DEAR Hon. Vic Toews, Minister of Public Safety:

Hey there, time traveller!
This article was published 10/3/2010 (4333 days ago), so information in it may no longer be current.


DEAR Hon. Vic Toews, Minister of Public Safety:

I'm writing a letter to you because this seems to be your favourite mode of communication these days.

While I didn't receive your latest missive, which was distributed to your usual email fan base Wednesday, it's all over the Internet now, so forgive me if I take this opportunity to respond in kind.

You're up to your old tricks in this latest one, Mr. Toews. You've always enjoyed setting up the Winnipeg Free Press as the nasty "Liberal-dominated" media that picks on you, and I guess that tactic must help you deflect criticism or you would have desisted long ago.

But your latest letter goes a little further than that, doesn't it?

It personally attacks our Ottawa reporter Mia Rabson over a blog she wrote after charges of impaired driving and cocaine possession were dropped against former Tory MP Rahim Jaffer.

In the blog, Rabson starts off noting that the Crown said it had no chance of a conviction in the case, and that it is not uncommon for cases like this to have similar results.

She goes on to describe the political furore that ensued in the House -- Liberal MP Anita Neville accusing the Conservatives of being "conspicuously silent" on the issue; Justice Minister Rob Nicholson calling Neville's comments "completely irresponsible"; and then you, Minister Toews, weighing in later with your advice to reporters that "I believe the Liberal -- the Liberal government in Ontario would be responsible for that."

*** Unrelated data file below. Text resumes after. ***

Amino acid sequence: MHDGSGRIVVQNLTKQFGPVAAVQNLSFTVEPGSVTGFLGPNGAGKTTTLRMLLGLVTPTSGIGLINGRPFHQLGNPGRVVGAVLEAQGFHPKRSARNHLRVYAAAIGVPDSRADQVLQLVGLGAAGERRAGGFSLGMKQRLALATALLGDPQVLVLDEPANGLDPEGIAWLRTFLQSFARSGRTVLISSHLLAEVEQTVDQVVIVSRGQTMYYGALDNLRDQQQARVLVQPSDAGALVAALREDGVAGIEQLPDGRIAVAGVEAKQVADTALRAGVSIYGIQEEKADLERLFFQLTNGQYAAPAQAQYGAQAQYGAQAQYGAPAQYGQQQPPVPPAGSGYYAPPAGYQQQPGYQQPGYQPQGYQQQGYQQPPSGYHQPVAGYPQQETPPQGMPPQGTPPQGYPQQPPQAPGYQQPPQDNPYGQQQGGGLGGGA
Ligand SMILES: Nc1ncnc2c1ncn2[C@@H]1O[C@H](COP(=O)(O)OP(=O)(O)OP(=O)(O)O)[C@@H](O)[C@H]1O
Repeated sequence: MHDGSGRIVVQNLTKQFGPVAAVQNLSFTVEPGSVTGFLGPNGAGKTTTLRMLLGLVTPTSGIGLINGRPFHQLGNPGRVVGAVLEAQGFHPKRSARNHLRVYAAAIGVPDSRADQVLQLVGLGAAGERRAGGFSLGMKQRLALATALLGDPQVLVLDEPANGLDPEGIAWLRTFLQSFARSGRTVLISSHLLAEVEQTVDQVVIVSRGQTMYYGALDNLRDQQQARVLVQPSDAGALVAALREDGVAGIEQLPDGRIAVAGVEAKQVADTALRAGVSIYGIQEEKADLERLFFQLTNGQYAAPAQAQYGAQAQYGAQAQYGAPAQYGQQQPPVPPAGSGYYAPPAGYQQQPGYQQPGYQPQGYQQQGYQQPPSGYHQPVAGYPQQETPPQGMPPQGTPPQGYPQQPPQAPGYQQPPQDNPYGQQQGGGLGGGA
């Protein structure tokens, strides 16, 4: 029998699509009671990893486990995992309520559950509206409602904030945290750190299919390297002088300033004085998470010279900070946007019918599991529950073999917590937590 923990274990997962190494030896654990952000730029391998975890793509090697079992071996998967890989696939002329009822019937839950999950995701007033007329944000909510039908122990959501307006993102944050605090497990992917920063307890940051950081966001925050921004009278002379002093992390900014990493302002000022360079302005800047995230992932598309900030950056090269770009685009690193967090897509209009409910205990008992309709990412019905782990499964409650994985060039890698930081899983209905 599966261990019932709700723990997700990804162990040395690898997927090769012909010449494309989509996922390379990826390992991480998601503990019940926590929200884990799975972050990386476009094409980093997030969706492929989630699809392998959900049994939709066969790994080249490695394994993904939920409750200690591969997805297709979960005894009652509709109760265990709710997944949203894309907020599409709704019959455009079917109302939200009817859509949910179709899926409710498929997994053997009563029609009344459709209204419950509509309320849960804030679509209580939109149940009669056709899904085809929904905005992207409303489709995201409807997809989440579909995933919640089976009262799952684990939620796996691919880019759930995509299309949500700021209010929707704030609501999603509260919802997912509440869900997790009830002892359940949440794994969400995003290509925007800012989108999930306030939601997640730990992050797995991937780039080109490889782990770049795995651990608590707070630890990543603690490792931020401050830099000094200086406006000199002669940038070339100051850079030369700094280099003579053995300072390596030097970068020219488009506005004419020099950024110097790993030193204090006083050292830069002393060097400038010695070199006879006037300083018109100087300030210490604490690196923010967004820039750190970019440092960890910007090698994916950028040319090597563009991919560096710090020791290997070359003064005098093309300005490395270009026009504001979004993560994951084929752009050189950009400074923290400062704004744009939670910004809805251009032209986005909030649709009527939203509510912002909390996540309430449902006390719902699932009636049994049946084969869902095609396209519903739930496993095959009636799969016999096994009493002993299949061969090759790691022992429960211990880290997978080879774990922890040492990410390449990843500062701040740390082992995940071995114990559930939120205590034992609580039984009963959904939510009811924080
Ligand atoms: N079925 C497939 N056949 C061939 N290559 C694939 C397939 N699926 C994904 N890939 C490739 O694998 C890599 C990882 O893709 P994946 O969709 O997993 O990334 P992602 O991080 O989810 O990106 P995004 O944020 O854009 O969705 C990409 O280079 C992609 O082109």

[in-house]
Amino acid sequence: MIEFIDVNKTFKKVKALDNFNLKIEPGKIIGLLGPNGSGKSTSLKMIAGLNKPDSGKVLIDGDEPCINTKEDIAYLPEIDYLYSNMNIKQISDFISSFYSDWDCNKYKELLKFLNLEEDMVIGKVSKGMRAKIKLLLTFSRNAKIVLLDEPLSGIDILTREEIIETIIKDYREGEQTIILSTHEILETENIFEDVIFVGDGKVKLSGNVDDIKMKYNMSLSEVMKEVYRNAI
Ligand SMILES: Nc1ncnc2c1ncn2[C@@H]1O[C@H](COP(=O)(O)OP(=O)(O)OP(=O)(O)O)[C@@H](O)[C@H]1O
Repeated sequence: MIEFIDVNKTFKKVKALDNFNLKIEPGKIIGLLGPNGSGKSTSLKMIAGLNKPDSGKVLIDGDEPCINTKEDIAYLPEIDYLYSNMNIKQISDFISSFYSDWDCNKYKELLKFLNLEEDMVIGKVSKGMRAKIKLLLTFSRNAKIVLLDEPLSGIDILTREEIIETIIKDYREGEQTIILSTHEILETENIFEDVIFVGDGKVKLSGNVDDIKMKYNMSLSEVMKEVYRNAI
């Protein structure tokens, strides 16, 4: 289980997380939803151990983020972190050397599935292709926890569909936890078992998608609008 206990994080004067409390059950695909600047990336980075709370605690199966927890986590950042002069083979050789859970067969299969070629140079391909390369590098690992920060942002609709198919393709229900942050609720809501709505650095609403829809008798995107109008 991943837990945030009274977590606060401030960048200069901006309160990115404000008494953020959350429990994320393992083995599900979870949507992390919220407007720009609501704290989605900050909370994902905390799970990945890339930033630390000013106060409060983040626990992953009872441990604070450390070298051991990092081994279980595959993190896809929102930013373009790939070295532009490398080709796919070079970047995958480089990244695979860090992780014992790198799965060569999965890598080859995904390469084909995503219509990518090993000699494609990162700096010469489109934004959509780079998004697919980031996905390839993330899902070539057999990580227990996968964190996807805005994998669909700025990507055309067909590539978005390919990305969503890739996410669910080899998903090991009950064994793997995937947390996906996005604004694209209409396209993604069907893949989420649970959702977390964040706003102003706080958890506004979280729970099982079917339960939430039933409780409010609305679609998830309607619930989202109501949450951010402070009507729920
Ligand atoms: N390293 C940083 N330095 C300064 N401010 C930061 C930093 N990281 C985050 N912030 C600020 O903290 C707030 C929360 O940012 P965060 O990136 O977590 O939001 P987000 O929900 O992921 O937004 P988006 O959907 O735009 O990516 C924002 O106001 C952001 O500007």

Rabson then credits and excerpts her colleague David Akin's blog, which found the judge in the case, Doug Maund, is a longtime Tory.

"This is not to say Judge Maund did anything inappropriate," Rabson writes. "Jaffer's plea was the result of a negotiation with the Crown and, as noted above, Maund did remind Jaffer he was getting a break." But she winds up criticizing you for politicizing the issue, under the circumstances.

And if there's anything you can't stand, it's being criticized, isn't it?

So Wednesday you write your own version of reality.

Among other things, your letter accuses Rabson of doing a "smear job" and advancing the "Liberal spin". It says things like "this is the kind of conspiracy theory story that Mia Rabson regularly engages in because they don't involve a great deal of thought or work."

It even accuses her of "pirating" Akin's work -- "If the speed dial to Anita Neville's telephone isn't sufficient to fully accomplish her goal, why not just pirate the work of a colleague if it supports a Liberal spin on the story?"

It's a long, angry attack that resulted in Rabson and senior executives at this paper getting calls from media across Canada.

As a trained lawyer, Mr. Toews, you must know you've crossed the line.

My question to you, though, is: Have you any idea how foolish you look?

You're a senior cabinet minister. The world is not divided into Tories and evil-people-out-to-get-you. These letters -- and there have been many attacking the newspaper's 'bias' over the past few years -- reveal a surprising world view for a veteran politician.

For the record, the Winnipeg Free Press is full of writers of all political stripes. We are accused of having a Conservative bias just as often as we are accused of being NDP apologists, or Liberals.

We uphold the rights of all to their opinions.

So here's the thing. By all means continue to use the Winnipeg Free Press as the reason for all that ails you, if you think that's still working for you. We'll continue to cover the stories and issues that matter to our readers and your constituents.

But Mr. Toews? Mia Rabson's just doing her job.

She's a good reporter and will continue to try to talk to you, and accurately depict what's going on, as she has all along.

That's what professionals do.

If you can't take the heat, please feel free to drop me a line. For a change.